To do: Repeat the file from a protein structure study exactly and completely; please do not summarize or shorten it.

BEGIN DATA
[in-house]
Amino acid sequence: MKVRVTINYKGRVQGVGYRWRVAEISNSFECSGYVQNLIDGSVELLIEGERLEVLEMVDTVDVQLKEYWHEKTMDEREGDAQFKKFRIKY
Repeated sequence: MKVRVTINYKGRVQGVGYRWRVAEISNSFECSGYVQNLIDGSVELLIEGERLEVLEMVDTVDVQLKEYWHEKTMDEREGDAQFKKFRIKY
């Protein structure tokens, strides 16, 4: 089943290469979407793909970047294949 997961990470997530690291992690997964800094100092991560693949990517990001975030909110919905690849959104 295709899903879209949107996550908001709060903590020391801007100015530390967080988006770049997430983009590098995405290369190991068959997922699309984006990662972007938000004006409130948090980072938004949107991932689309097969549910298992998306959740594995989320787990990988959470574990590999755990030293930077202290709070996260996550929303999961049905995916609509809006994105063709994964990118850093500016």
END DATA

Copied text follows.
[in-house]
Amino acid sequence: MKVRVTINYKGRVQGVGYRWRVAEISNSFECSGYVQNLIDGSVELLIEGERLEVLEMVDTVDVQLKEYWHEKTMDEREGDAQFKKFRIKY
Repeated sequence: MKVRVTINYKGRVQGVGYRWRVAEISNSFECSGYVQNLIDGSVELLIEGERLEVLEMVDTVDVQLKEYWHEKTMDEREGDAQFKKFRIKY
């Protein structure tokens, strides 16, 4: 089943290469979407793909970047294949 997961990470997530690291992690997964800094100092991560693949990517990001975030909110919905690849959104 295709899903879209949107996550908001709060903590020391801007100015530390967080988006770049997430983009590098995405290369190991068959997922699309984006990662972007938000004006409130948090980072938004949107991932689309097969549910298992998306959740594995989320787990990988959470574990590999755990030293930077202290709070996260996550929303999961049905995916609509809006994105063709994964990118850093500016």